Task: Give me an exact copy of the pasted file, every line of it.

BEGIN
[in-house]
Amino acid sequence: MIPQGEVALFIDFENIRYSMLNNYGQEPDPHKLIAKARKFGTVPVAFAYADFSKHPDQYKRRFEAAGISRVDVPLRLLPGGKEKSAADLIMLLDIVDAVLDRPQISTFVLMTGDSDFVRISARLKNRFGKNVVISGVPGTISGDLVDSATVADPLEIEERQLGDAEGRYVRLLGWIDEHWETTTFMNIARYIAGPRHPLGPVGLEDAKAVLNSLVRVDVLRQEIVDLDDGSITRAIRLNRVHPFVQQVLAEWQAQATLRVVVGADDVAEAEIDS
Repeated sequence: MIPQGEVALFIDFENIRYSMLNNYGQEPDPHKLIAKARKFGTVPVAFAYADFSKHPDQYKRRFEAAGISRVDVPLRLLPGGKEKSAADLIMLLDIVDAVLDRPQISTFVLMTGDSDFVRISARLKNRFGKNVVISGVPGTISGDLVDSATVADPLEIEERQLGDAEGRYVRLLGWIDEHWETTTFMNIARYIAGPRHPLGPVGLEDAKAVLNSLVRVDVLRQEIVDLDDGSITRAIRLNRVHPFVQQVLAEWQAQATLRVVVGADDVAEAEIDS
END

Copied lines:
[in-house]
Amino acid sequence: MIPQGEVALFIDFENIRYSMLNNYGQEPDPHKLIAKARKFGTVPVAFAYADFSKHPDQYKRRFEAAGISRVDVPLRLLPGGKEKSAADLIMLLDIVDAVLDRPQISTFVLMTGDSDFVRISARLKNRFGKNVVISGVPGTISGDLVDSATVADPLEIEERQLGDAEGRYVRLLGWIDEHWETTTFMNIARYIAGPRHPLGPVGLEDAKAVLNSLVRVDVLRQEIVDLDDGSITRAIRLNRVHPFVQQVLAEWQAQATLRVVVGADDVAEAEIDS
Repeated sequence: MIPQGEVALFIDFENIRYSMLNNYGQEPDPHKLIAKARKFGTVPVAFAYADFSKHPDQYKRRFEAAGISRVDVPLRLLPGGKEKSAADLIMLLDIVDAVLDRPQISTFVLMTGDSDFVRISARLKNRFGKNVVISGVPGTISGDLVDSATVADPLEIEERQLGDAEGRYVRLLGWIDEHWETTTFMNIARYIAGPRHPLGPVGLEDAKAVLNSLVRVDVLRQEIVDLDDGSITRAIRLNRVHPFVQQVLAEWQAQATLRVVVGADDVAEAEIDS